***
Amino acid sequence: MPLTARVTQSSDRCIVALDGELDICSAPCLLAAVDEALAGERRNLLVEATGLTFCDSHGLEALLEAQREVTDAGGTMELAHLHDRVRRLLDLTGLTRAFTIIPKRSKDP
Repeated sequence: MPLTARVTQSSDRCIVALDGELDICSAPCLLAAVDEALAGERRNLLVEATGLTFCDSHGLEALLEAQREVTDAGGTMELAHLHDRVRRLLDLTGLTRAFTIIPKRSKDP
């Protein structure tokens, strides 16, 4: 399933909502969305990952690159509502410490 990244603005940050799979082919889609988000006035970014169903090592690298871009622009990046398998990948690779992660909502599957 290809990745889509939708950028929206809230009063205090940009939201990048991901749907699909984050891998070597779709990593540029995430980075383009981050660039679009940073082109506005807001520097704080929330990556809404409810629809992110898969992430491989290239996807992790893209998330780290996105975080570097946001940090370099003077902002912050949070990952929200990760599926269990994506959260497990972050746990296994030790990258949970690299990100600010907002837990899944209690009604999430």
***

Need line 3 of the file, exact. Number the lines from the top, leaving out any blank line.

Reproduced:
């Protein structure tokens, strides 16, 4: 399933909502969305990952690159509502410490 990244603005940050799979082919889609988000006035970014169903090592690298871009622009990046398998990948690779992660909502599957 290809990745889509939708950028929206809230009063205090940009939201990048991901749907699909984050891998070597779709990593540029995430980075383009981050660039679009940073082109506005807001520097704080929330990556809404409810629809992110898969992430491989290239996807992790893209998330780290996105975080570097946001940090370099003077902002912050949070990952929200990760599926269990994506959260497990972050746990296994030790990258949970690299990100600010907002837990899944209690009604999430």